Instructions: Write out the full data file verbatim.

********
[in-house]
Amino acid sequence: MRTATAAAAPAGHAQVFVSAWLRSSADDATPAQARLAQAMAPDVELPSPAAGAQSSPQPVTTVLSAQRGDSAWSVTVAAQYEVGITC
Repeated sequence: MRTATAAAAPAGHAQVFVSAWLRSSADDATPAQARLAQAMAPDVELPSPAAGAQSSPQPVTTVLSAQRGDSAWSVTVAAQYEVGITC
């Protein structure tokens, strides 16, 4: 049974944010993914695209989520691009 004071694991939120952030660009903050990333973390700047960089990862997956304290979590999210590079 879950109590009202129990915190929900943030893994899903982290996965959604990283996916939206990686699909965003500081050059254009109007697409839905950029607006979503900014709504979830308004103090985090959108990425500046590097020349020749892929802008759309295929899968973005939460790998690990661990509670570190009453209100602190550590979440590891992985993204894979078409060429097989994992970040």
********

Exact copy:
[in-house]
Amino acid sequence: MRTATAAAAPAGHAQVFVSAWLRSSADDATPAQARLAQAMAPDVELPSPAAGAQSSPQPVTTVLSAQRGDSAWSVTVAAQYEVGITC
Repeated sequence: MRTATAAAAPAGHAQVFVSAWLRSSADDATPAQARLAQAMAPDVELPSPAAGAQSSPQPVTTVLSAQRGDSAWSVTVAAQYEVGITC
């Protein structure tokens, strides 16, 4: 049974944010993914695209989520691009 004071694991939120952030660009903050990333973390700047960089990862997956304290979590999210590079 879950109590009202129990915190929900943030893994899903982290996965959604990283996916939206990686699909965003500081050059254009109007697409839905950029607006979503900014709504979830308004103090985090959108990425500046590097020349020749892929802008759309295929899968973005939460790998690990661990509670570190009453209100602190550590979440590891992985993204894979078409060429097989994992970040």